Ricardo Costa Macedo, Head of the Life Sciences and Intellectual Property groups at Caiado Guerreiro, clarifies the available intellectual property protection in the healthcare industry including trademarks, patents, domain names, and trade secrets.
It is known that there is an increased demand for health services across the world. Global population growth, aging population and an increased pace of medical advances are some of the factors contributing to the higher demand for health care services. According to Eurostat data, the current healthcare expenditure relative to Gross Domestic Product in 2019 in the European Union was of 9.92%, being that among the EU Member States, Germany (11.7%) and France (11.1%) had the highest healthcare expenditure relative to Gross Domestic Product in 2019, Portugal having a 9.53% healthcare expenditure relative to Gross Domestic Product in said year.
A relatively consensual definition of health care industry (also called the medical industry or health economy) is an aggregation and integration of sectors within the economic system that provides goods and services to treat patients with curative, preventive, rehabilitative, and palliative care.
According to the United Nations International Standard Industrial Classification (ISIC), the healthcare industry generally consists of hospital activities, medical and dental practice activities and “Other human health activities”, the latter involving activities of, or under the supervision of, nurses, midwives. , physio-therapists, scientific or diagnostic laboratories, pathology clinics, residential health facilities, or other allied health professions, eg, in the field of optometry, hydrotherapy, medical massage, yoga therapy, music therapy, occupational therapy, speech therapy, chiropody, homeopathy, chiropractic, acupuncture, etc.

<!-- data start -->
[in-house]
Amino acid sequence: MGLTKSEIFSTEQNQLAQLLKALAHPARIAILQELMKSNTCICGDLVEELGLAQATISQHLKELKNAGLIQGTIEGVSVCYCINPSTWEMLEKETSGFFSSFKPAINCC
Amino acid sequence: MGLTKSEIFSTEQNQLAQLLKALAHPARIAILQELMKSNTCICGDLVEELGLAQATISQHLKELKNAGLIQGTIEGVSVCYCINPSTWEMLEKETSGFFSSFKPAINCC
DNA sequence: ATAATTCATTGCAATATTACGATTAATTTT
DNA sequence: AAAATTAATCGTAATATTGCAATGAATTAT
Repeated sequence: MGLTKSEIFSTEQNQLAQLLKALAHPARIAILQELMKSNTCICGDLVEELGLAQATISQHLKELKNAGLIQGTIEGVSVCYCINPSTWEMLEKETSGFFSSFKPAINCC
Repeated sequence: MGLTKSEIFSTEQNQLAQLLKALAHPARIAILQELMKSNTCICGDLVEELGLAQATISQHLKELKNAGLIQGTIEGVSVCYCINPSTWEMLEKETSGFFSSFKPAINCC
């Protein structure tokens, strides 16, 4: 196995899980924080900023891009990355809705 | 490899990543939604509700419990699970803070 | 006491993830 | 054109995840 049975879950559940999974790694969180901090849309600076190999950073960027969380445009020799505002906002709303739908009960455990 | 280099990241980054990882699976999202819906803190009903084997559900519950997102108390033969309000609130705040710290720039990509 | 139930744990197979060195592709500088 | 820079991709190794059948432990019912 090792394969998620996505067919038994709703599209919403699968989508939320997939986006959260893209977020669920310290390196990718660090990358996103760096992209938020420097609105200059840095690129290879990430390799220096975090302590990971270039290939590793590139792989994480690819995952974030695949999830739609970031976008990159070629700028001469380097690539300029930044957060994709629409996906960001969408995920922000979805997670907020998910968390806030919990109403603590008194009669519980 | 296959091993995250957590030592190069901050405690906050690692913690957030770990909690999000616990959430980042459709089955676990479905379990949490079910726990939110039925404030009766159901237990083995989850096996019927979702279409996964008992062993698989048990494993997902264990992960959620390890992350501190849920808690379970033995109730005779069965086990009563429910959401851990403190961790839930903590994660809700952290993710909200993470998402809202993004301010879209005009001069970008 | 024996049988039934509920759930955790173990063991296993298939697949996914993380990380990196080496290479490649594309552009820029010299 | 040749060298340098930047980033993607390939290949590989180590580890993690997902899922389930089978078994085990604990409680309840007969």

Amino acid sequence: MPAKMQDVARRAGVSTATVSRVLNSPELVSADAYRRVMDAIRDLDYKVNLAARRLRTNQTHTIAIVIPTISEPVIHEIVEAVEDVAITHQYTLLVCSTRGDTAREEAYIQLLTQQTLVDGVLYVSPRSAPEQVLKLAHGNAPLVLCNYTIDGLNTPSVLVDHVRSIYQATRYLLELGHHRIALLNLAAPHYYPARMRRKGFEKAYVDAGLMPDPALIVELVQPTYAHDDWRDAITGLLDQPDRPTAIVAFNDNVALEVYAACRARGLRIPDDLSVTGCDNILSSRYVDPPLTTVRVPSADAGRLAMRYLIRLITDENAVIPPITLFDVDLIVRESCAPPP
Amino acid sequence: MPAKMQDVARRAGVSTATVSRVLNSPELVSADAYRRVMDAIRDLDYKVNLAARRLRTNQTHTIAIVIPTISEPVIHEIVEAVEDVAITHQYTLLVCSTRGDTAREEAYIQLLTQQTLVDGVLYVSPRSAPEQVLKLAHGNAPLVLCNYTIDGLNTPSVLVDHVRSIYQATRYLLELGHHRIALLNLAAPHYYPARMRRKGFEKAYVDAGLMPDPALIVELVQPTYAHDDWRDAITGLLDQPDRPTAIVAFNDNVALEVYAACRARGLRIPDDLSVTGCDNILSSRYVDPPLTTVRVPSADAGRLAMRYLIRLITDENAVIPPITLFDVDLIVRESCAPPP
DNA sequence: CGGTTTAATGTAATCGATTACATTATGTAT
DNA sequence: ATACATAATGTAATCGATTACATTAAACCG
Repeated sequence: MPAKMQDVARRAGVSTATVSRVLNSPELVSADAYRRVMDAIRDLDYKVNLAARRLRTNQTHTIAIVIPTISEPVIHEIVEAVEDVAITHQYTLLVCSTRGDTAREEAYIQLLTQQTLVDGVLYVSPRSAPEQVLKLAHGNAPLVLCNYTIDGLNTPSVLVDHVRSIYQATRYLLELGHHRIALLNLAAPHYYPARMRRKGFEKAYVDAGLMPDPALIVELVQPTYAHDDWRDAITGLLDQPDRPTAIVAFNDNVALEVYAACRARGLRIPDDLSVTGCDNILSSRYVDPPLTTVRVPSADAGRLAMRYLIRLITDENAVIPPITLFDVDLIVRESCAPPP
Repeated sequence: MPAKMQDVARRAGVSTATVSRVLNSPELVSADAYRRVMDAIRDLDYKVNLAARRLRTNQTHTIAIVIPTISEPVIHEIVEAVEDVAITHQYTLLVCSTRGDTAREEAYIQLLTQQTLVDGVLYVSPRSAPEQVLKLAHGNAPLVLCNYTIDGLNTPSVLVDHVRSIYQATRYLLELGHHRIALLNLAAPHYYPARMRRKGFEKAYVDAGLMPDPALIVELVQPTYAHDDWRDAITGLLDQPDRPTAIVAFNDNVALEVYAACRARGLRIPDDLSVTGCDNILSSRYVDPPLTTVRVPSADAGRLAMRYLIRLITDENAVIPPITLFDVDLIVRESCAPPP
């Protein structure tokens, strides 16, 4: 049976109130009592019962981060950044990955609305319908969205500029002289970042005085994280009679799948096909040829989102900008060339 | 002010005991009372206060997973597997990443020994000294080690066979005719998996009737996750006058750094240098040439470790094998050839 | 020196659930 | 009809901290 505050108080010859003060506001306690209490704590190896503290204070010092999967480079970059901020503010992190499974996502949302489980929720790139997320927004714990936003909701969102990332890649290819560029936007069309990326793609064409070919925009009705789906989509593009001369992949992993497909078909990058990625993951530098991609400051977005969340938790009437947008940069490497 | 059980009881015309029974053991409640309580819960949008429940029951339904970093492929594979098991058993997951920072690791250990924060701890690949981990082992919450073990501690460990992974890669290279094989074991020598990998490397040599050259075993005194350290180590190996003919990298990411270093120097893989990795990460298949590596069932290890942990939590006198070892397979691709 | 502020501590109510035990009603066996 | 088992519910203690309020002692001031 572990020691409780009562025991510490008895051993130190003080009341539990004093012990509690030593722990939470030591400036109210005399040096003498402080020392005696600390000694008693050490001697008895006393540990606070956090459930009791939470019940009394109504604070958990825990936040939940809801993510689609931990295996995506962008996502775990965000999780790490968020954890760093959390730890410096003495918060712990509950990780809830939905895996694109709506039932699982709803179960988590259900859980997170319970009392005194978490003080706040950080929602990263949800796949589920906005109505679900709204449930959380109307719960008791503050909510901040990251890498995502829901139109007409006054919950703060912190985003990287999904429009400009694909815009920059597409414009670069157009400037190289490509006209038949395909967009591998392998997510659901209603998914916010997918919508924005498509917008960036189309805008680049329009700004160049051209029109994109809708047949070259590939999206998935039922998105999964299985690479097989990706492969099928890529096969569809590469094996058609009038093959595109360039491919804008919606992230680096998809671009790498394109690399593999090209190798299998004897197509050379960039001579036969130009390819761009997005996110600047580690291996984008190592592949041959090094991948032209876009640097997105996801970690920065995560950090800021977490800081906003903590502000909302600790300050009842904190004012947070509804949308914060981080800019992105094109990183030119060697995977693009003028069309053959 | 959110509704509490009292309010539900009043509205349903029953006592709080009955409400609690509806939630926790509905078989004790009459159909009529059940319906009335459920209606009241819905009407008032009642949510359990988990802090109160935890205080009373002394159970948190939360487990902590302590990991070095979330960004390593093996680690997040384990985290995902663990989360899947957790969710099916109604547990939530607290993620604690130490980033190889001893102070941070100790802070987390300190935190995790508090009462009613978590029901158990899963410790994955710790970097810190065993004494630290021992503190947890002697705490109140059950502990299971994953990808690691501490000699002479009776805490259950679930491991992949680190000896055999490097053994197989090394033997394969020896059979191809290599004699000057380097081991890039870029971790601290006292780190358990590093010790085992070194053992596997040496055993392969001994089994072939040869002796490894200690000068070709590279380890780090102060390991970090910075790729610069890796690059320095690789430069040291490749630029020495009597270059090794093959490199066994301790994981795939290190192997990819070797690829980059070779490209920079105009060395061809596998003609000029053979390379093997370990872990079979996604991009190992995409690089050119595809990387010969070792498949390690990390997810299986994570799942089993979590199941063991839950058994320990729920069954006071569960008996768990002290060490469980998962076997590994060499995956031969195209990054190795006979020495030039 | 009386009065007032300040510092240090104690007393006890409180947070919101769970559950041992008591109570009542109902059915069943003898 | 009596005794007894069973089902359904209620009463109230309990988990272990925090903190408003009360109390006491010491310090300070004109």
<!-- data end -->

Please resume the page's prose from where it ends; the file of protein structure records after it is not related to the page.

Trends in the Health Care Industry for 2022
In the wake of the COVID-19 pandemic, it is already clear that significant changes were implemented as a result of said pandemic. The health care industry changed too.
While many more changes will come in the future for the health care industry, some are more significant and apparent than others.
Amongst the more significant and apparent changes in the health care industry one can enlist various changes.
The adoption of telemedicine is certainly one of them. Just a few decades ago a patient video-calling his / her physician was not possible, whereas nowadays many doctors are happy to interact with their patients from a distance via a video or phone call.
Integrated medical technologies are also a trend of today: electronic health records, medical internet of things, artificial intelligence, remote monitoring, all congregate to transform in many ways the way in which health care is provided.
Another consensual change that is appearing on the horizon for health care service is more personalization in health care. This can be tied-up with another trend which is the increase in home care services vs. hospital care services.